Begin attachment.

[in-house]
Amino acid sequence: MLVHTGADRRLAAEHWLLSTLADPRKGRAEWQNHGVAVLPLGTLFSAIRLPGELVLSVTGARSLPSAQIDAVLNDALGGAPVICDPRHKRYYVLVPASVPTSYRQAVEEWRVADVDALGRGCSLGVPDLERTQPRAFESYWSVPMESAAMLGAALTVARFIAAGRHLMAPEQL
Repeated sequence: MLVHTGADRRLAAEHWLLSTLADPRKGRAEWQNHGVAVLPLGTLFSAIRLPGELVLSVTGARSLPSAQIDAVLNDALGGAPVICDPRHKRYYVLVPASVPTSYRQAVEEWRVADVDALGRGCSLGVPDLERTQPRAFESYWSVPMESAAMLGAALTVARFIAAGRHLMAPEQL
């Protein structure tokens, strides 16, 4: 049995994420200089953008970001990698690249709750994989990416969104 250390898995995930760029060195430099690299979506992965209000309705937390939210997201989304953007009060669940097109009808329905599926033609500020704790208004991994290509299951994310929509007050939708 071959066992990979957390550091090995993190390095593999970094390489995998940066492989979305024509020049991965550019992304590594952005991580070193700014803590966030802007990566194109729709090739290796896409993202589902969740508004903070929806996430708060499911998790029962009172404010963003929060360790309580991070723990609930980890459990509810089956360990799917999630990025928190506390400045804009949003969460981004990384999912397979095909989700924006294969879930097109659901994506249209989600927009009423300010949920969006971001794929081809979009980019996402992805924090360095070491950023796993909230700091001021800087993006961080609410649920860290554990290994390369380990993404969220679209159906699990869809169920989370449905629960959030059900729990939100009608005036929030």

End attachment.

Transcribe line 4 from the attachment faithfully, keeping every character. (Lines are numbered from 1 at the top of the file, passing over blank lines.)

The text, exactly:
């Protein structure tokens, strides 16, 4: 049995994420200089953008970001990698690249709750994989990416969104 250390898995995930760029060195430099690299979506992965209000309705937390939210997201989304953007009060669940097109009808329905599926033609500020704790208004991994290509299951994310929509007050939708 071959066992990979957390550091090995993190390095593999970094390489995998940066492989979305024509020049991965550019992304590594952005991580070193700014803590966030802007990566194109729709090739290796896409993202589902969740508004903070929806996430708060499911998790029962009172404010963003929060360790309580991070723990609930980890459990509810089956360990799917999630990025928190506390400045804009949003969460981004990384999912397979095909989700924006294969879930097109659901994506249209989600927009009423300010949920969006971001794929081809979009980019996402992805924090360095070491950023796993909230700091001021800087993006961080609410649920860290554990290994390369380990993404969220679209159906699990869809169920989370449905629960959030059900729990939100009608005036929030």